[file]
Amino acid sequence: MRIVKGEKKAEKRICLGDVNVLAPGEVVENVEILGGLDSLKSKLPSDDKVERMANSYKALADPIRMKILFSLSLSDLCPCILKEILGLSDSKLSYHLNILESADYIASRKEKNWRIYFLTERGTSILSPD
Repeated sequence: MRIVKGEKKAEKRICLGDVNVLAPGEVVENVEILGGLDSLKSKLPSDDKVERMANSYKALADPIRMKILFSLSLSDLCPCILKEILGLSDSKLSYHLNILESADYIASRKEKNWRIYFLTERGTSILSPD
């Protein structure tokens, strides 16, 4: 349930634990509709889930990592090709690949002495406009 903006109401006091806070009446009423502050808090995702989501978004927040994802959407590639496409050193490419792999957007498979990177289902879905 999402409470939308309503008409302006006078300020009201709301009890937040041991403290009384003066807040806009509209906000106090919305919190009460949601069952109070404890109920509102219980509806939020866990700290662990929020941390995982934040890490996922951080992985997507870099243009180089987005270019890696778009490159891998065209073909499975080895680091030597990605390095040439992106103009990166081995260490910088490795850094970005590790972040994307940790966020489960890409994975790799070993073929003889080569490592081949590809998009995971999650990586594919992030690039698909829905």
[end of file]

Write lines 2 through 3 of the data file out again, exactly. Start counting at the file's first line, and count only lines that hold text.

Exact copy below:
Repeated sequence: MRIVKGEKKAEKRICLGDVNVLAPGEVVENVEILGGLDSLKSKLPSDDKVERMANSYKALADPIRMKILFSLSLSDLCPCILKEILGLSDSKLSYHLNILESADYIASRKEKNWRIYFLTERGTSILSPD
């Protein structure tokens, strides 16, 4: 349930634990509709889930990592090709690949002495406009 903006109401006091806070009446009423502050808090995702989501978004927040994802959407590639496409050193490419792999957007498979990177289902879905 999402409470939308309503008409302006006078300020009201709301009890937040041991403290009384003066807040806009509209906000106090919305919190009460949601069952109070404890109920509102219980509806939020866990700290662990929020941390995982934040890490996922951080992985997507870099243009180089987005270019890696778009490159891998065209073909499975080895680091030597990605390095040439992106103009990166081995260490910088490795850094970005590790972040994307940790966020489960890409994975790799070993073929003889080569490592081949590809998009995971999650990586594919992030690039698909829905």